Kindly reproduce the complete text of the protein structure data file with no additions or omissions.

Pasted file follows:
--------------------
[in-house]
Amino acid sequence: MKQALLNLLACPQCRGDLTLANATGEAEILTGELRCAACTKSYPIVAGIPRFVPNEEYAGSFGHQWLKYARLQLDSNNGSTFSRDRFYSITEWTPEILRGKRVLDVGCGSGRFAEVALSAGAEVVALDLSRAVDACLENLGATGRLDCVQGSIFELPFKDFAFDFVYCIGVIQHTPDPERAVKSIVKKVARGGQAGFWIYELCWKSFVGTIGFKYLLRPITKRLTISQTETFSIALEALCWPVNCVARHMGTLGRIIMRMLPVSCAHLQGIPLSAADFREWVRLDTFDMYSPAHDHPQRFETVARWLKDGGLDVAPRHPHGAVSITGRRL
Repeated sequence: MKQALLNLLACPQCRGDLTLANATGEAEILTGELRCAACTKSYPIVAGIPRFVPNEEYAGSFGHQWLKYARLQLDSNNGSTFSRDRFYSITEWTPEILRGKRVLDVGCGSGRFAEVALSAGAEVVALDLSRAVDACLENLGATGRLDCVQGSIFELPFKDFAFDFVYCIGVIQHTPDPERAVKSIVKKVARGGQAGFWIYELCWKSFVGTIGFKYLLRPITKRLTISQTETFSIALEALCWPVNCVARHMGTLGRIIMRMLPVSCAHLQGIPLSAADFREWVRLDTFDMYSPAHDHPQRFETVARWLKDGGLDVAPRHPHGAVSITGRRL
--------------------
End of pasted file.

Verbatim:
[in-house]
Amino acid sequence: MKQALLNLLACPQCRGDLTLANATGEAEILTGELRCAACTKSYPIVAGIPRFVPNEEYAGSFGHQWLKYARLQLDSNNGSTFSRDRFYSITEWTPEILRGKRVLDVGCGSGRFAEVALSAGAEVVALDLSRAVDACLENLGATGRLDCVQGSIFELPFKDFAFDFVYCIGVIQHTPDPERAVKSIVKKVARGGQAGFWIYELCWKSFVGTIGFKYLLRPITKRLTISQTETFSIALEALCWPVNCVARHMGTLGRIIMRMLPVSCAHLQGIPLSAADFREWVRLDTFDMYSPAHDHPQRFETVARWLKDGGLDVAPRHPHGAVSITGRRL
Repeated sequence: MKQALLNLLACPQCRGDLTLANATGEAEILTGELRCAACTKSYPIVAGIPRFVPNEEYAGSFGHQWLKYARLQLDSNNGSTFSRDRFYSITEWTPEILRGKRVLDVGCGSGRFAEVALSAGAEVVALDLSRAVDACLENLGATGRLDCVQGSIFELPFKDFAFDFVYCIGVIQHTPDPERAVKSIVKKVARGGQAGFWIYELCWKSFVGTIGFKYLLRPITKRLTISQTETFSIALEALCWPVNCVARHMGTLGRIIMRMLPVSCAHLQGIPLSAADFREWVRLDTFDMYSPAHDHPQRFETVARWLKDGGLDVAPRHPHGAVSITGRRL